Gordmans Stores Inc., the century-old discount department store chain, filed for bankruptcy with plans to liquidate its inventory and assets.
That means the Tyler store, which opened in The Village at Cumberland Park in 2014, will close. It was the firm’s first store in Texas.
And Radio Shack has announced another 187 stores will close nationwide as its bankruptcy proceedings continue, with the Tyler location on Troup Highway closing on March 31, according to an employee at that location.
Gordman’s, which posted losses in five of the past six quarters, listed total debt of $131 million in Chapter 11 papers filed Monday in Nebraska federal court. Gordmans said in a statement that it has an agreement with Tiger Capital Group and Great American Group “for the sale in liquidation of the inventory and other assets of Gordmans’ retail stores and distribution centers,” subject to court approval or a better offer.
For now, the chain will operate “as usual without interruption,” Chief Executive Officer Andy Hall said in the statement.
Omaha, Nebraska-based Gordmans, which operates over 100 stores in 22 states and employs about 5,100 people, is the latest victim in a retail industry suffering from sluggish mall traffic and a move by shoppers to the internet.
The shift has been especially rough on department stores, including regional chains like Gordmans that once enjoyed strong customer loyalty, but even national concerns like Sears Holdings Corp. and Macy’s Inc. have had to close hundreds of locations to cope with the slump.
Gordmans traces its roots to 1915, when Russian immigrant Sam Richman opened a clothing shop in Omaha. He later teamed up with a former Bloomingdale’s executive, Dan Gordman, whose car broke down in Omaha en route to California. Gordman met Richman’s daughter while he was waiting for his car to be repaired and decided to stick around. The two later married.
Private equity firm Sun Capital Partners bought the business in 2008 and took it public two years later. Funds managed by Sun Capital hold about 49.6 percent of Gordmans’ equity, according to a court filing.
Growth slowed in 2014, and losses began to mount. Same-store sales fell more than 9 percent in the most recently reported quarter. The company announced job cuts in January, citing the “sluggish retail environment.”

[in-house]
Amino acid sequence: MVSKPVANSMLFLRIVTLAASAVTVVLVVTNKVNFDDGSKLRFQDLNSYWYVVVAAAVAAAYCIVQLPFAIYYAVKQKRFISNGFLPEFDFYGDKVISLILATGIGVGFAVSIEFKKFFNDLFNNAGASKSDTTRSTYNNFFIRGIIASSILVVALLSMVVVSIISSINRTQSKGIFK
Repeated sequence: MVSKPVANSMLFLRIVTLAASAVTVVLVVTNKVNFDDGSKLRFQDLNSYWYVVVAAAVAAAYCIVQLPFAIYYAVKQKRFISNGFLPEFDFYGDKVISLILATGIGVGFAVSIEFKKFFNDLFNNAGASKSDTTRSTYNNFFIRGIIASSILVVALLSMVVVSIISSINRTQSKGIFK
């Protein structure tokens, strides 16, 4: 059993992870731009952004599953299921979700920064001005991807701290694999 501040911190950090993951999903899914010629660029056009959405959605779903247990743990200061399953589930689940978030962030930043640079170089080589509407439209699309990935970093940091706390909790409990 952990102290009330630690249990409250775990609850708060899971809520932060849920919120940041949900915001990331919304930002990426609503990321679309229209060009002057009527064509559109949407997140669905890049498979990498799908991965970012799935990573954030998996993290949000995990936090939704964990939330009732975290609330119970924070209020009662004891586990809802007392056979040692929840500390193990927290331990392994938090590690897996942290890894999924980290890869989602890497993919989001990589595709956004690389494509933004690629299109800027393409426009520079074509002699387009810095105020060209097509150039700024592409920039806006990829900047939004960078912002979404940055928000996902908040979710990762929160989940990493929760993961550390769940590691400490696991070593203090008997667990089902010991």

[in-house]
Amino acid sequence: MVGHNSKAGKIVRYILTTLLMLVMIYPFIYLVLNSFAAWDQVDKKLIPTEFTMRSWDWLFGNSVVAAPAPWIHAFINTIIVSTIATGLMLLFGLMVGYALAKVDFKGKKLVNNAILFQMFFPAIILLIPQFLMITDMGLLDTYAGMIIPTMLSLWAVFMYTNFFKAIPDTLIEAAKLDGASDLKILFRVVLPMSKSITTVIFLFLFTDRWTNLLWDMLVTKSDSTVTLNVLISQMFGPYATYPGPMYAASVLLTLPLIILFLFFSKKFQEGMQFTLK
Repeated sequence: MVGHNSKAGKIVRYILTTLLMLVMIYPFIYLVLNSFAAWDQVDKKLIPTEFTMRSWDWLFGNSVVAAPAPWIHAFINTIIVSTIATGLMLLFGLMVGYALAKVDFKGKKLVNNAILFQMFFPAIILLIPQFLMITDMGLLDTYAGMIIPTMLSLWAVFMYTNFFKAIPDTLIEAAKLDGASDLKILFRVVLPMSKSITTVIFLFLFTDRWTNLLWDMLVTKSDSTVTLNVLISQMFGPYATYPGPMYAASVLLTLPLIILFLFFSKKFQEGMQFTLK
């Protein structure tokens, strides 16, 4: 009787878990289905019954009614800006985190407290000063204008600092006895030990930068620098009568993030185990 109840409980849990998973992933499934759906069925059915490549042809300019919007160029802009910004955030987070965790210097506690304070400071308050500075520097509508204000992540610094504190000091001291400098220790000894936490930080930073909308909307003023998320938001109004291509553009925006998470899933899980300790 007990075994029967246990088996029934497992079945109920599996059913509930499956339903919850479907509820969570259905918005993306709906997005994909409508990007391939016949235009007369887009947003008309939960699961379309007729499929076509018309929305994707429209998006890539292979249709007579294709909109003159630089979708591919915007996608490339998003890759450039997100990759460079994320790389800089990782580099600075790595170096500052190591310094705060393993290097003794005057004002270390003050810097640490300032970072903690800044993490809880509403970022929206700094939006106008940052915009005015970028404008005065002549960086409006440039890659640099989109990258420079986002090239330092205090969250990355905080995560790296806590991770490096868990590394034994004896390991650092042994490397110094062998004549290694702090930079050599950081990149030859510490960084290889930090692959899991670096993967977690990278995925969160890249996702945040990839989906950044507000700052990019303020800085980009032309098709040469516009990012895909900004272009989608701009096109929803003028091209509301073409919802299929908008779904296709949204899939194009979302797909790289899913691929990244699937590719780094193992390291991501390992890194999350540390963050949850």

“Like many other apparel and retail companies, the debtors have fallen victim in recent months to adverse macro-economic trends, especially a general shift away from brick-and-mortar to online retail channels, a shift in consumer demographics, and expensive leases,” Chief Financial Officer James B. Brown said in court papers.
Around the beginning of March, as the company’s fortunes continued to wane, vendors began to refuse to ship new inventory, Brown said. After entertaining various offers, the company concluded that its best recourse was the liquidation deal with Tiger and Great American.
The case is In re Gordmans Stores Inc., 17-80304, U.S. Bankruptcy Court, District of Nebraska (Omaha).
RadioShack has filed for Chapter 11 bankruptcy protection for the second time in just over two years, putting the future of the nearly 100-year-old electronics retailer in doubt.
Once known as the place to buy batteries and obscure electronic parts, RadioShack has struggled to hang on to customers as more people shop online.
RadioShack said it is closing 200 stores and will evaluate its options for the remaining 1,300. Sprint Corp. said it will turn “several hundred” of the remaining locations into Sprint-only stores, but declined to give a specific number.
RadioShack, based in Fort Worth, has nearly 5,900 employees, according to bankruptcy paperwork filed on Wednesday. The company said it will try to “preserve as many jobs as possible.”
Its stores are open for business, but RadioShack said that anything sold at them cannot be returned for a refund. Its website, however, will continue to accept returns on items bought from RadioShack.com. The company said that those holding a RadioShack gift card have until April 7 to spend it at stores.